The numbers weren’t overwhelming: 16 minutes played, no points and one rebound.
But Daniel McCue’s statistics — particularly the minutes played — from the Massachusetts Institute of Technology’s recent 60-52 loss to the University of Rochester in the second round of the NCAA Division III basketball tourney were an accomplishment he wasn’t sure was within his athletic reach three years and five surgeries ago.
A four-year starter at Hampden Academy, McCue helped the Broncos win the 2005 Class A state championship and a second Eastern Maine title a year later. After graduating in 2007, the 6-foot-3 guard enrolled at MIT and was the Engineers’ rookie of the year as a freshman.
But through the latter stages of high school and first year of college, McCue was nagged by hip pain that eventually sent him to the sidelines.
What caused that pain proved mysterious at first, but ultimately McCue was diagnosed with Femoral Acetabular Impingement, which results in too much friction between the the hip socket and the top of the femur, resulting in gradual tearing of all the cartridge around the joint.
McCue never saw the court for the next two years as he underwent three surgeries in an effort to repair his hips. Frustrated about his basketball future, he even left school for the 2009-10 year, instead traveling around Europe, taking some classes in London and occasionally testing his mobility.
“I could run straight ahead, but I couldn’t go side to side,” said McCue. “It wasn’t good enough.”
McCue finally found an answer within the pages of Sports Illustrated. There he read about Dr. Marc J. Philippon, a highly regarded hip expert who earlier in 2009 had performed surgery on New York Yankees star Alex Rodriguez.
McCue called Philippon’s Vail, Colo., office but learned of a one-year waiting period before his case might be considered. Not wanting to lose another season of college basketball, McCue wrote a follow-up letter to Philippon detailing his situation — and his persistence was rewarded.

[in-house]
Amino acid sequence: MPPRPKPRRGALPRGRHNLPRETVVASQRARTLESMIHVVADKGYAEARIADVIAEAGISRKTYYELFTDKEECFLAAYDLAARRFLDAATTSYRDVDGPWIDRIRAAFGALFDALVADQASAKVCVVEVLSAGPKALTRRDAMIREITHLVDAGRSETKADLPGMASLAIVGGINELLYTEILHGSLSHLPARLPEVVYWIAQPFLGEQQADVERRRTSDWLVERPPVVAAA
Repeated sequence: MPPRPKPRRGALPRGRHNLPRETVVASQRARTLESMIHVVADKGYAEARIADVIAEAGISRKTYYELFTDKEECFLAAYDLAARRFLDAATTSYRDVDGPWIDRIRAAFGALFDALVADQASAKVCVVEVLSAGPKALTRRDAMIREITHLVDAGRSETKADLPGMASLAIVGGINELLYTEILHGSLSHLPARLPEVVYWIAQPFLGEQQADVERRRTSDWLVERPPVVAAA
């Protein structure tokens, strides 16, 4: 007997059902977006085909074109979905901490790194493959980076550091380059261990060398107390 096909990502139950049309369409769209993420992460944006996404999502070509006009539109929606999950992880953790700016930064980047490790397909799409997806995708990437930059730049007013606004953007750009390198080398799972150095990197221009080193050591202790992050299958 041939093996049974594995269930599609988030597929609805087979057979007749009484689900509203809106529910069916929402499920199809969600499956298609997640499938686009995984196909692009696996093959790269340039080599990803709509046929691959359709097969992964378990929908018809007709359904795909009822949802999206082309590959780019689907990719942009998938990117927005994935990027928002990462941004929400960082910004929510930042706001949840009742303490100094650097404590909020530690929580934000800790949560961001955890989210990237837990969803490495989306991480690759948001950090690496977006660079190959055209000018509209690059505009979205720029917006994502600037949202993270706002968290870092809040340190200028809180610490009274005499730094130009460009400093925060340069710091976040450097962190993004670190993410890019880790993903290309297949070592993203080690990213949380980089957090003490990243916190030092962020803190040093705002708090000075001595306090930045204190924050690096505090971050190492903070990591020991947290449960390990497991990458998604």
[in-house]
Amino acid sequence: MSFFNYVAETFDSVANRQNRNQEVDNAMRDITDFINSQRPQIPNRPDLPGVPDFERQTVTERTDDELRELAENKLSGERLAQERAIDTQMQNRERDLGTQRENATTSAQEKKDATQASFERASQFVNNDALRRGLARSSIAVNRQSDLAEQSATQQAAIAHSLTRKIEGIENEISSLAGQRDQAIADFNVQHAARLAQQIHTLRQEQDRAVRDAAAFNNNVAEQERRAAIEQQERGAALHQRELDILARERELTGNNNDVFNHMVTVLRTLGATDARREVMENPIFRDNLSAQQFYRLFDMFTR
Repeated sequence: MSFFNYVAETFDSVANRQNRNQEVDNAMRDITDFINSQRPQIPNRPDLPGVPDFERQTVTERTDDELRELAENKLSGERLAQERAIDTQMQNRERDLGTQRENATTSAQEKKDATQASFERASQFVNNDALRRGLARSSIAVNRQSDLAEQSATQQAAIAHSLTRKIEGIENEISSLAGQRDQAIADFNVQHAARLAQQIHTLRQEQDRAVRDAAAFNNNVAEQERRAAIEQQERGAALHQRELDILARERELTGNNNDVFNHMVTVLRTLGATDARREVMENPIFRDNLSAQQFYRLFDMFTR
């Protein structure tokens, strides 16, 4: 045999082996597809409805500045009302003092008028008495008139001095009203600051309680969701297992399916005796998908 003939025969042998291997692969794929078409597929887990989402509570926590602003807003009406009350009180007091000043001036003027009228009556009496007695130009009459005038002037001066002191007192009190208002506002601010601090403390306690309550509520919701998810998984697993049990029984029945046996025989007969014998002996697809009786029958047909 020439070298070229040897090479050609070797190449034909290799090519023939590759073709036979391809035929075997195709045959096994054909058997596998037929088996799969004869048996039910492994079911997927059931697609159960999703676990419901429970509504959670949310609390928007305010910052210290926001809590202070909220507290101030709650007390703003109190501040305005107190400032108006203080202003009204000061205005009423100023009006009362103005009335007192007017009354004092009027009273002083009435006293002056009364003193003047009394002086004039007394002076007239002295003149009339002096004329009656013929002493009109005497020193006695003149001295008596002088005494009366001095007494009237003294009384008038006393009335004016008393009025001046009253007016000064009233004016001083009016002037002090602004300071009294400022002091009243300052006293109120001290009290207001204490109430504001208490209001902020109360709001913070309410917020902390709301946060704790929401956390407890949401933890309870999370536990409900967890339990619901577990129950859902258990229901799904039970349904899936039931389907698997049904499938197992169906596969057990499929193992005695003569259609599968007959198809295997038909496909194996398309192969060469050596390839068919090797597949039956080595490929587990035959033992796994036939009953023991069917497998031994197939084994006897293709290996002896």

McCue had surgery on each hip three weeks apart last July, followed by a rigorous rehabilitation process including eight hours a day with a continuous passive motion device that constantly moved the hips to help prevent a buildup of scar tissue.
“It was just a much more aggressive approach,” said McCue.
The results were equally aggressive, as McCue was ready to return to Division III basketball just four months later when MIT opened its 2010-11 season.
“At first my coach put me in for one or two minutes just to see if I could run up and down the floor,” said McCue. “Then he put me in for five minutes as the backup point guard, and by the end of the season I was playing half the game.”
The high point of McCue’s basketball rebirth to date came in MIT’s first NCAA game at Ithaca. He played 26 minutes, including the final 15:23, and his baseline jumper with 1:12 left gave the Engineers a 76-75 lead en route to an 82-78 victory.
McCue is assured of at least one more year of basketball eligibility before he graduates with an economics degree, and he feels ready to make a more significant contribution next winter when the Engineers seek a fourth straight NCAA bid.
“I’m getting better all the time,” McCue said, “and I’ve definitely surprised myself. There were times the last couple of years I didn’t feel like I’d be able to play at this level again.”